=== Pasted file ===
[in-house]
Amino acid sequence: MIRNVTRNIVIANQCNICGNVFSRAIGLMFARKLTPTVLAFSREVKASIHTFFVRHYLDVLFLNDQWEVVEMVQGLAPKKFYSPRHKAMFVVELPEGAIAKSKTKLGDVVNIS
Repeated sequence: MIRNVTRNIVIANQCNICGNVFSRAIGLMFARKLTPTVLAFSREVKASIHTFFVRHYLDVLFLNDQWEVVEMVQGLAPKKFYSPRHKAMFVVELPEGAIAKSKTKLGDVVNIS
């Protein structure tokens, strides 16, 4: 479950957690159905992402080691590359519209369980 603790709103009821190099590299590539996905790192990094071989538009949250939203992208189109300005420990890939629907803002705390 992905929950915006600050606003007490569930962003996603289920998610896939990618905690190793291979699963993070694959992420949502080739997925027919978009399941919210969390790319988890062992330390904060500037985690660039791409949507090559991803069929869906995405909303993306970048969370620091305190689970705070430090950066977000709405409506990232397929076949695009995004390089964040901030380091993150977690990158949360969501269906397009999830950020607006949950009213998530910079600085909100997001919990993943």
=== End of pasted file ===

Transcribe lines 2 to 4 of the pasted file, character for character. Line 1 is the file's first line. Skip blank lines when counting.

Amino acid sequence: MIRNVTRNIVIANQCNICGNVFSRAIGLMFARKLTPTVLAFSREVKASIHTFFVRHYLDVLFLNDQWEVVEMVQGLAPKKFYSPRHKAMFVVELPEGAIAKSKTKLGDVVNIS
Repeated sequence: MIRNVTRNIVIANQCNICGNVFSRAIGLMFARKLTPTVLAFSREVKASIHTFFVRHYLDVLFLNDQWEVVEMVQGLAPKKFYSPRHKAMFVVELPEGAIAKSKTKLGDVVNIS
């Protein structure tokens, strides 16, 4: 479950957690159905992402080691590359519209369980 603790709103009821190099590299590539996905790192990094071989538009949250939203992208189109300005420990890939629907803002705390 992905929950915006600050606003007490569930962003996603289920998610896939990618905690190793291979699963993070694959992420949502080739997925027919978009399941919210969390790319988890062992330390904060500037985690660039791409949507090559991803069929869906995405909303993306970048969370620091305190689970705070430090950066977000709405409506990232397929076949695009995004390089964040901030380091993150977690990158949360969501269906397009999830950020607006949950009213998530910079600085909100997001919990993943």